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Stuart Firestein

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Stuart Firestein
Firestein at The Amaz!ng Meeting, 2012
Alma materSan Francisco State University BS in Biology, UC Berkeley PhD
Known forChairman of the Department of Biology at Columbia University, professor of neuroscience
SpouseDiana Reiss
Scientific career
InstitutionsColumbia University

Stuart J. Firestein is the chair of the Department of Biological Sciences at Columbia University, where his laboratory is researching the vertebrate olfactory receptor neuron. He has published articles in Wired magazine,[1] Huffington Post,[2] and Scientific American.[3] Firestein has been elected as a fellow by the American Association for the Advancement of Science (AAAS) for his meritorious efforts to advance science. He is an adviser to the Alfred P. Sloan Foundation program for the Public Understanding of Science.[4] Firestein's writing often advocates for better science writing.[5] In 2012 he released the book Ignorance: How it Drives Science, and in 2015, Failure: Why Science Is So Successful.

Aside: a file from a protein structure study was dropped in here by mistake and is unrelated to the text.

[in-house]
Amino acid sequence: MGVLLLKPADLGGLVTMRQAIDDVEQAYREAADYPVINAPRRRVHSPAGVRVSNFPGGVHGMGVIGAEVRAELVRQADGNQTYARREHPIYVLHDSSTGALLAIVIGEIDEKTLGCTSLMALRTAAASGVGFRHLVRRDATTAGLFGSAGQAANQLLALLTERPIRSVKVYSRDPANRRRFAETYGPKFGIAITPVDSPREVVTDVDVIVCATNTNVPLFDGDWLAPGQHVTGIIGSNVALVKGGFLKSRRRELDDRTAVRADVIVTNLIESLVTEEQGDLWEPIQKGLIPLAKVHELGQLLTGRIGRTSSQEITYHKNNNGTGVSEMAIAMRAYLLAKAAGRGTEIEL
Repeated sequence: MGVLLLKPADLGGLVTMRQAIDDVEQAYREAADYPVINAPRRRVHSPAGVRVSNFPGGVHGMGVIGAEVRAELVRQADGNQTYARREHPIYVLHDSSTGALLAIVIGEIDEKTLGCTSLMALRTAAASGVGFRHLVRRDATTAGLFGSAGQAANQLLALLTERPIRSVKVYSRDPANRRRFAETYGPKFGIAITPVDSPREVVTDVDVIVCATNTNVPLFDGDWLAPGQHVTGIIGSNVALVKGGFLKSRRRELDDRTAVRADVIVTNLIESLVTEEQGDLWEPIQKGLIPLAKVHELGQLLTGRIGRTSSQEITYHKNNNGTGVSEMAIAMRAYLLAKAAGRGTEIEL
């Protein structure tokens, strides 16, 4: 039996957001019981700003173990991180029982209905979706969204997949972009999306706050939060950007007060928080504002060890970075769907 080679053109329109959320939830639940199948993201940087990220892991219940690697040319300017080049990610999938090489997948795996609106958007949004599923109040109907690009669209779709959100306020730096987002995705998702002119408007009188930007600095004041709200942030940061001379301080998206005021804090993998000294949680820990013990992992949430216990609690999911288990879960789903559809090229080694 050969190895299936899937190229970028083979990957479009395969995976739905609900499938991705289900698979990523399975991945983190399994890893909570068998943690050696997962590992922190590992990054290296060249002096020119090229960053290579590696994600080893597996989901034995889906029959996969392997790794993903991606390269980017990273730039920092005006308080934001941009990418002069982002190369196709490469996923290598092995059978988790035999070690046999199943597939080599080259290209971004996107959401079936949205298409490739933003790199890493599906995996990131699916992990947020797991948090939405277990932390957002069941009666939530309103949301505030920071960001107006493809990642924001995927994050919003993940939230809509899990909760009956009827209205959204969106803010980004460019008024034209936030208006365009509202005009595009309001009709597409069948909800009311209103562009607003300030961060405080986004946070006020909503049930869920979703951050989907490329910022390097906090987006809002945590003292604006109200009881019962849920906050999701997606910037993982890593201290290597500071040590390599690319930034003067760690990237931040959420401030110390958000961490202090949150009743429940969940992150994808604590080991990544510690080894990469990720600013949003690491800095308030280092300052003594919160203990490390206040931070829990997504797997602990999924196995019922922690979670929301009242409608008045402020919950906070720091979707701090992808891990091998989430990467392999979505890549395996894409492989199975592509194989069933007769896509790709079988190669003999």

Early life[edit]

Firestein was raised in Philadelphia. As a child, Firestein had many interests. In an interview with a reporter for Columbia College, he described his early history. "I started out with the usual childhood things — cowboy, fireman. My first interests were in science. I wanted to be an astronomer." Firestein attended an all-boys middle school, a possible reason he became interested in theater arts, because they were able to interact with an all-girls school. Firestein worked in theater for almost 20 years in San Francisco and Los Angeles and rep companies on the East Coast. At the age of 30, Firestein enrolled in San Francisco State as a full-time student. He has credited an animal communication class with Professor Hal Markowitz as "the most important thing that happened to me in life." Firestein received his graduate degree at age 40.[6]


After earning his Ph.D. in neurobiology, Firestein was a researcher at Yale Medical School, then joined Columbia University in 1993.[7]

At the Columbia University Department of Biological Sciences, Firestein is now studying the sense of smell. In his neuroscience lab, they investigate how the brain works, using the nose as a "model system" to understand the smaller piece of a difficult complex brain.

Ignorance: How It Drives Science[edit]